However, there is research to back my theory and methods.


A research paper The Journal of Clinical Endocrinology & Metabolism, 2014, looked at ‘hugging found that “Hugging and other forms of nonsexual touching cause your brain to release oxytocin, known as the "bonding hormone. This stimulates the release of other feel-good hormones, such as dopamine and serotonin, while reducing stress hormones, such as cortisol and norepinephrine. (“Hugging and other forms of nonsexual touching cause your brain to release oxytocin)


The need for human touch and connection goes deeper than this.

In 2021, during the world pandemic, Alexandra Benisek wrote a paper on Touch Starvation - a condition that happens when you don’t get enough physical touch. “You crave contact but can’t interact with others for some reason. It’s also known as touch deprivation or skin hunger,” says Benisek. (Written by Alexandra Benisek Medically Reviewed by Neha Pathak)


Why Touch Is Important

“Human touch is one of the ways. That humans interact with each others. We bond through physical touch. Your skin is the largest organ in your body and sends good and bad touch sensations to your brain. When you engage in pleasant touch, like a hug, your brain releases a hormone called oxytocin. This makes you feel good and firms up emotional and social bonds while lowering anxiety and fear. This reaction begins at birth. When babies are born, doctors suggest that mothers hold and comfort them often to promote healthy development. This human-to-human interaction keeps up throughout our lives. Even in adulthood, human touch helps regulate sleep and digestion, build your immune system, and fight infections.”

When we are deprived of touch, we may become stressed, anxious, or depressed, explains Benisek. As a response to stress, your body makes a hormone called cortisol. This can cause your heart rate, blood pressure, muscle tension, and breathing rate to go up, with bad effects for your immune and digestive systems. These things can lead to worse quality of sleep and a higher risk of infections. Other medical conditions, including diabetes, asthma, and high blood pressure, may get worse. (Written by Alexandra Benisek Medically Reviewed by Neha Pathak)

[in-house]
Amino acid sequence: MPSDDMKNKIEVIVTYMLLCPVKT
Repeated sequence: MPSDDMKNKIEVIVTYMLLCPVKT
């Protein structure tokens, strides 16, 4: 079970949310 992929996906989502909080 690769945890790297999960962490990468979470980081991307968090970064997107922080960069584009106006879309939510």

Self-Soothing

But if you don't have anyone to give you a physical hug, how can we stimulate this hormone on our own?


A study in 2021,’Self-soothing touch and being hugged reduce cortisol responses to stress: A randomized controlled trial on stress, physical touch, and social identity,’ found that while touch is a stress coping mechanism,


“…when touch from others is unavailable, feels uncomfortable, or is not considered to be safe (as in the COVID-19 pandemic), self-touch gestures…may provide an alternative way to experience less strain…These results are in line with previous work indicating that physical touch has protective effects on physiological stress responses but not necessarily on self-reported stress and suggest that self-soothing touch and receiving hugs are simple and yet potentially powerful means for buffering individuals' resilience against stress.” (Dreisoerner A).


Practising at home:

So there you have it, the evolution of the Oxytocin Hug and why it is an integral part of my Menopause Yoga methods. If you are feeling anxious or socially withdrawn over the Winter holidays, maybe you feel a loss of confidence, overwhelmed or low in your mood. Try practising the Oxytocin hug to self soothe your nervous system - or hug a friend or loved one.


If you'd like to practice this Oxytocin Hug with me and other women live online, I will be running weekly Menopause Yoga Classes on Tuesdays in January 10th, 17th, 24th, 31st from 8am-9.15am. These classes have been reduced to only £8.00 in January to help create healthy habits for your year ahead.


You can book direct on my Menopause Yoga Event Booking page. Click Here.


Happy holidays.

Love

Petra xx